Poster Presentation 16th Asian Conference on Transcription 2019

Intratumoural assessment of candidate colorectal cancer prognostic markers using RNA in situ hybridization (1189)

Arthur Morley-Bunker 1 , John Pearson 2 , Margaret Curry 1 , Helen Morrin 1 3 , Martin Whitehead 4 , Tim Eglinton 5 , Logan Walker 1
  1. Mackenzie Cancer Research Group, University of Otago , Christchurch, New Zealand
  2. Biostatistics and Computational Biology Unit, University of Otago, Christchurch, New Zealand
  3. Cancer Society Tissue Bank, Department of Pathology, University of Otago , Christchurch, New Zealand
  4. Anatomical Pathology, Canterbury Health Laboratories, Christchurch, New Zealand
  5. Department of Surgery, Canterbury District Health Board, Christchurch, New Zealand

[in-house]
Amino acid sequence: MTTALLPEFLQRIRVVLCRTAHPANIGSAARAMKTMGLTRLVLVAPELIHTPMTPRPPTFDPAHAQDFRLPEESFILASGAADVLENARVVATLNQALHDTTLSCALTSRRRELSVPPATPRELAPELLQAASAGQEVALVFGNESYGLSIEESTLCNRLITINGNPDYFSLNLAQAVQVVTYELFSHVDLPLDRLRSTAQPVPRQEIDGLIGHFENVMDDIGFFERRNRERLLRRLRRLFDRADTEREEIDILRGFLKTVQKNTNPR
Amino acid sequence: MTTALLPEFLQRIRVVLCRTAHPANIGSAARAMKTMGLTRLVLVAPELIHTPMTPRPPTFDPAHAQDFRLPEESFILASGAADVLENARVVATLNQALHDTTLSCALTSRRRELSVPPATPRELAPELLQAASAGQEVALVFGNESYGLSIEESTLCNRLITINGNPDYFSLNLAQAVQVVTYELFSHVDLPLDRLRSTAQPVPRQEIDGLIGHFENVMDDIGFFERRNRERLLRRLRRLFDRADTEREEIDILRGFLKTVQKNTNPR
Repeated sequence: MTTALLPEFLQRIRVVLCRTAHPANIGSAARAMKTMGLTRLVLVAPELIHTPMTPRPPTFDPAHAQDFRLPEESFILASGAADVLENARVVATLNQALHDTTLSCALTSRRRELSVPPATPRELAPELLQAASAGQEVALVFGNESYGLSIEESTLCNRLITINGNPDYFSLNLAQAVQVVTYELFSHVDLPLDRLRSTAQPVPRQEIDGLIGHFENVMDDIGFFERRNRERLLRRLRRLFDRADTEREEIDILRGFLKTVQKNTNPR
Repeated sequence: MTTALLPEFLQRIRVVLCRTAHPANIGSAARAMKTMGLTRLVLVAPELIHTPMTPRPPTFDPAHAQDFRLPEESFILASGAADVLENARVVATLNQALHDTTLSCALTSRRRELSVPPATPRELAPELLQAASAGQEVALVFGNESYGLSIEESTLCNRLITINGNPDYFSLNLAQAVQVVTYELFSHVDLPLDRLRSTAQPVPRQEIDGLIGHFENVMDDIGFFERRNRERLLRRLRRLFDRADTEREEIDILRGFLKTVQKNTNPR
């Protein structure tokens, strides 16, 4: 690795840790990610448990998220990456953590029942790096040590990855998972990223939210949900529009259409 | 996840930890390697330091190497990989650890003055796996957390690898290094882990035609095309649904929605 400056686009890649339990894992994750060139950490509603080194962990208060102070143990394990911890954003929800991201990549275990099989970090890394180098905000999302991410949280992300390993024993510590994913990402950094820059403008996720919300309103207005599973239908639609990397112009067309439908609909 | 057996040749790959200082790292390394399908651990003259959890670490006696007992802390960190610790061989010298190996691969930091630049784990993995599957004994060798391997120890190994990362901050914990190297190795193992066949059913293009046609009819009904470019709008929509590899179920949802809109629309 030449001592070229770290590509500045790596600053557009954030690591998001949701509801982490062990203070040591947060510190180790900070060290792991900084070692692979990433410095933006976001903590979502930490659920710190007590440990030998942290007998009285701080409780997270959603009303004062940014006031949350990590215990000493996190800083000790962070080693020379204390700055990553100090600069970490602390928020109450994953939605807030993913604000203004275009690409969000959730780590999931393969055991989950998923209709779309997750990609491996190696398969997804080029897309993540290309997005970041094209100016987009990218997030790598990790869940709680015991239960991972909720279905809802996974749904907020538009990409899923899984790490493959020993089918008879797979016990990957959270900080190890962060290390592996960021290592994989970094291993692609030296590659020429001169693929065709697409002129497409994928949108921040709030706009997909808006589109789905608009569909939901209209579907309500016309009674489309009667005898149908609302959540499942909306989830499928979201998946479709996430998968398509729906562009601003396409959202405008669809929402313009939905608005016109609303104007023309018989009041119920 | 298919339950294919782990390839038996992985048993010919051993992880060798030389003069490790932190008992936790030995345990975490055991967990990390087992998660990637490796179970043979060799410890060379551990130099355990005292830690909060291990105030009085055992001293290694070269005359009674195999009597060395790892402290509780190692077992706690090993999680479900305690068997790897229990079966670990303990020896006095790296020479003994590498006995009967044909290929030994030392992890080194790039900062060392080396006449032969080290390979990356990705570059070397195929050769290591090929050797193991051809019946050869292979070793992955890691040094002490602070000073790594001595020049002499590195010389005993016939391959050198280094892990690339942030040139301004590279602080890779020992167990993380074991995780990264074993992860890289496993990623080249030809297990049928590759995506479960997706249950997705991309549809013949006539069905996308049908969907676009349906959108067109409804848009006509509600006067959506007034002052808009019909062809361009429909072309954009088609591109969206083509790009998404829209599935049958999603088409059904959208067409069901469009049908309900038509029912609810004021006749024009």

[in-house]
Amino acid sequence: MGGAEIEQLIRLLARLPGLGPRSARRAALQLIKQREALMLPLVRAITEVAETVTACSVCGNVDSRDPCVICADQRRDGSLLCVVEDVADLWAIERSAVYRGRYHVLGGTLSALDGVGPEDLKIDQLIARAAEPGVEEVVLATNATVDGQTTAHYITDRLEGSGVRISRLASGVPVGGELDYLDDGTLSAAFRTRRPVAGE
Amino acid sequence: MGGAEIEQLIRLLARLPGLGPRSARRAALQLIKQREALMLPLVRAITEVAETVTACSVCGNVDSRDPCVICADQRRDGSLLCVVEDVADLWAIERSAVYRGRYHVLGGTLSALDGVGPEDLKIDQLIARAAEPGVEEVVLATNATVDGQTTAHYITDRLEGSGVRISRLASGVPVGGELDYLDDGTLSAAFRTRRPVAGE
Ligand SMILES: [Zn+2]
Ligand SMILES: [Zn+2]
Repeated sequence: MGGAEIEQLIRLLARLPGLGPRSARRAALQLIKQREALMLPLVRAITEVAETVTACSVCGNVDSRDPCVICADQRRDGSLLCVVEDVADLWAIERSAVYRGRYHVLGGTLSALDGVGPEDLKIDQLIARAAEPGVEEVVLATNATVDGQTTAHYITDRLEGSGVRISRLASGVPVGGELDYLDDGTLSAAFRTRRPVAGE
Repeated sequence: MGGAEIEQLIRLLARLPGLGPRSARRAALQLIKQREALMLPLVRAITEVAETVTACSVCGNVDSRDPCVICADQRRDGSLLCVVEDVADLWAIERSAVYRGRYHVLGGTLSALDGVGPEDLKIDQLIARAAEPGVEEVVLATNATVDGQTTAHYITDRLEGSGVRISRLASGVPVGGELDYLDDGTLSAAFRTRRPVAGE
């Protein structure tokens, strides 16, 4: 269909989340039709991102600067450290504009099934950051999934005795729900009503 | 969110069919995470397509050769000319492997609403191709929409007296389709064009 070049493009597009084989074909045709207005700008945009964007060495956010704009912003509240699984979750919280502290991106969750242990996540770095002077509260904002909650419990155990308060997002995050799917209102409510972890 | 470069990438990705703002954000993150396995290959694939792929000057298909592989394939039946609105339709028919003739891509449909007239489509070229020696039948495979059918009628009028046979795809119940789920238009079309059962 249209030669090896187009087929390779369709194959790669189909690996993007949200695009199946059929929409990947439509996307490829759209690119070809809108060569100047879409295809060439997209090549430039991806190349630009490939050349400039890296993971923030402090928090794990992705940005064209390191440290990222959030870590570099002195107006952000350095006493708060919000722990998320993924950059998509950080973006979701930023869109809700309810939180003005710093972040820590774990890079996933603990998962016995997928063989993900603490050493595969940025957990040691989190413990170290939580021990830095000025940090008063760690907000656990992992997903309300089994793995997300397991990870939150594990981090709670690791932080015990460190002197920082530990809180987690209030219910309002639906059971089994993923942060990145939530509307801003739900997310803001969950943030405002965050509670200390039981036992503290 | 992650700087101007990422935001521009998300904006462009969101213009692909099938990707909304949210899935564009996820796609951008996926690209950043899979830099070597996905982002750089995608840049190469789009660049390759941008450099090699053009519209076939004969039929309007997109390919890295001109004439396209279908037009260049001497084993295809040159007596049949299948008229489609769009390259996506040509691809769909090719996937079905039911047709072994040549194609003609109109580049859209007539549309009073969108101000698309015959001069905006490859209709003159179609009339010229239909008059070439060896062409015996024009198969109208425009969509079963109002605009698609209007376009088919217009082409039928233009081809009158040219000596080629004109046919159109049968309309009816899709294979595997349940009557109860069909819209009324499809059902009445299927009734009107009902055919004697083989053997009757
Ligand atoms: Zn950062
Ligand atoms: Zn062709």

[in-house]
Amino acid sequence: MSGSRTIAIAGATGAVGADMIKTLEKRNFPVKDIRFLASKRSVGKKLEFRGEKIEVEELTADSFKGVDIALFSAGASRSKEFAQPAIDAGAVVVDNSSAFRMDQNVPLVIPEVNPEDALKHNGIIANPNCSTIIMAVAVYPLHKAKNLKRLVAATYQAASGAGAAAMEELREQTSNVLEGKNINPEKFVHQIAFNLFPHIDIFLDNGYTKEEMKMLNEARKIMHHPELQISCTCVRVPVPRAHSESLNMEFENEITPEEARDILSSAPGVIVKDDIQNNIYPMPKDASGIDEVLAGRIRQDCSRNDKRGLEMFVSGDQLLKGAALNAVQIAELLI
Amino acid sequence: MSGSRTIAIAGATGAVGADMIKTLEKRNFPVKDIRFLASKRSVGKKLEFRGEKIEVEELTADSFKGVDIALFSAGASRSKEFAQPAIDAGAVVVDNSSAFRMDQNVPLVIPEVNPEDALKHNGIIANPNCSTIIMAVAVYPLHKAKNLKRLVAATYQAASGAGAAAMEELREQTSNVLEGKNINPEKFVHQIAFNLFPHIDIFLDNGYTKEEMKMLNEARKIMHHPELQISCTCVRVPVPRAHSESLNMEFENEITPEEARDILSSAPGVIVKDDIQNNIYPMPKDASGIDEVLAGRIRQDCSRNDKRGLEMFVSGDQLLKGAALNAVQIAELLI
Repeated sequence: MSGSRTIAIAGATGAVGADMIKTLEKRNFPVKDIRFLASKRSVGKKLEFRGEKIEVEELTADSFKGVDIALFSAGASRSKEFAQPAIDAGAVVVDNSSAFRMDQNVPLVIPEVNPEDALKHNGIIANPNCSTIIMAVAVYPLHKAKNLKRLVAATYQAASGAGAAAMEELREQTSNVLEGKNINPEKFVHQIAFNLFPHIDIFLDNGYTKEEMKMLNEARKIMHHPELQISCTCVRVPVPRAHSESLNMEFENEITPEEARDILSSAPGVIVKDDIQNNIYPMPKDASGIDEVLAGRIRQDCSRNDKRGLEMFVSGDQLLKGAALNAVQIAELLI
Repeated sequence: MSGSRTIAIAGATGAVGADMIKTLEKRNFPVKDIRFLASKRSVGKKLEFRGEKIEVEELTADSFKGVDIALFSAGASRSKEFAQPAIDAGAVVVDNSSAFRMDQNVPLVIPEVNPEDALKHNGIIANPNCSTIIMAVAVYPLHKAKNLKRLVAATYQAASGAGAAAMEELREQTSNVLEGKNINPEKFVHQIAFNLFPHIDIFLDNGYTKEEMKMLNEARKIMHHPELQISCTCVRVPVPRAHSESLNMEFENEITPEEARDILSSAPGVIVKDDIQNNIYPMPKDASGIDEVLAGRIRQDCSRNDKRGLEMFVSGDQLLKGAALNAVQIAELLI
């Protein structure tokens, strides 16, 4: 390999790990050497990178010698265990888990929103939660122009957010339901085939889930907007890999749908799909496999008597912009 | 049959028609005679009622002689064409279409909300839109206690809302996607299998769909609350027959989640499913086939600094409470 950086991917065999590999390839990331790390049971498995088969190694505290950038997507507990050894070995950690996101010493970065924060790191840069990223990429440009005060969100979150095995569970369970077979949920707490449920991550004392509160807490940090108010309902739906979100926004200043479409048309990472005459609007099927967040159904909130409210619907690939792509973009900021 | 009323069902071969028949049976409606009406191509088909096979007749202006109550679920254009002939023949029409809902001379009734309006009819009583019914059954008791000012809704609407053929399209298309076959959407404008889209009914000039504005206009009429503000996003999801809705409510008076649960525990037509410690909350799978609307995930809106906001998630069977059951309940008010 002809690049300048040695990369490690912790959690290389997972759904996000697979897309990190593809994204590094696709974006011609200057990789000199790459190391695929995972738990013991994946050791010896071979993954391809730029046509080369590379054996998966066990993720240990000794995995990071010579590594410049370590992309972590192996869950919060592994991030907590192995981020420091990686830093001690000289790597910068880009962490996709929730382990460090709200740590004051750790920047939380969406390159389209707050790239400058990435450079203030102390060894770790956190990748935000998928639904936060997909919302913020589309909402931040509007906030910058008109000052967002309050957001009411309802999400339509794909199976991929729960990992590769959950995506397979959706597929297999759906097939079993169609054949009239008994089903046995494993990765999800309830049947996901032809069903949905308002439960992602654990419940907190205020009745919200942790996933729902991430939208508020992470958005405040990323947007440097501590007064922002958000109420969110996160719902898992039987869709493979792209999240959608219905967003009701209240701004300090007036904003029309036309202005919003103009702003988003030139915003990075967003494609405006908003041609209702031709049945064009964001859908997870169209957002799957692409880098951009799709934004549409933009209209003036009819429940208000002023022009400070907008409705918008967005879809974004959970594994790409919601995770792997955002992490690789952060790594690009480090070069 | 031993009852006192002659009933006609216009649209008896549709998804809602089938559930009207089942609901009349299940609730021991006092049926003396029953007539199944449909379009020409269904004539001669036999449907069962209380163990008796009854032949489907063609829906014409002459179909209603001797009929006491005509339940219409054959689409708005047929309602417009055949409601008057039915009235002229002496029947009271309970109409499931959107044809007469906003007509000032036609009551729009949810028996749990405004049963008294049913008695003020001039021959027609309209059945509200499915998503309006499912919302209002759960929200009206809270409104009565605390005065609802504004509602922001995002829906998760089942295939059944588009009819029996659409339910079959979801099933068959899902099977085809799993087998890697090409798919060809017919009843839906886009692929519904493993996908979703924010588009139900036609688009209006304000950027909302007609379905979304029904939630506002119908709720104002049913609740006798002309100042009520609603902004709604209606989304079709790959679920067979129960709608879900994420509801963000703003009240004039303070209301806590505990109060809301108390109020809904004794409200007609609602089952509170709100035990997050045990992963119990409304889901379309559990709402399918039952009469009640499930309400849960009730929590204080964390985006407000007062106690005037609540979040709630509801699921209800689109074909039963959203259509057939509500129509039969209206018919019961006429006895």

Genome-wide expression studies have increased our understanding of colorectal cancer development. Translating potential gene biomarkers from these studies for clinical utility typically relies on PCR-based technology and immunohistochemistry. However, these techniques often suffer limitations because of tumour sample heterogeneity. RNAscope® (Advanced Cell Diagnostics) is an RNA in situ hybridization method that enables single-molecule detection, while preserving cellular and tissue morphology. The aim of this research was to investigate the clinical utility of RNAscope to measure gene expression of two potential prognostic markers (GFI1 and TNFRSF11A) previously identified by The Cancer Genome Atlas (TCGA) Network. Consistent with the TCGA Network data, we found significant associations for reduced GFI1 and TNFRSF11A mRNA expression and clinicopathological features in our cohort of 112 consecutively collected archival formalin-fixed paraffin embedded tumour biopsies. To assess potential tumour heterogeneity effects within our cohort, RNAscope was combined with semi-automated image analysis to quantify mRNA expression at the single-cell level, allowing cell-type determination of mRNA expression levels within a tumour. Data showed GFI1 and TNFRSF11A expressed at significantly higher levels in carcinoma cells compared to other cell types. Thus, we were able to demonstrate that reduced expression measured in patients with poorer prognosis was not due to contamination of tumour samples with non-carcinoma cells.To our knowledge, this is the first study to assess intercellular expression patterns of GFI1 and TNFRSF11A as candidate prognostic markers in colorectal tumour. Furthermore, we show intra-tumoural expression analysis of candidate genes by RNAscope is an informative technology for validating genome-wide expression studies results.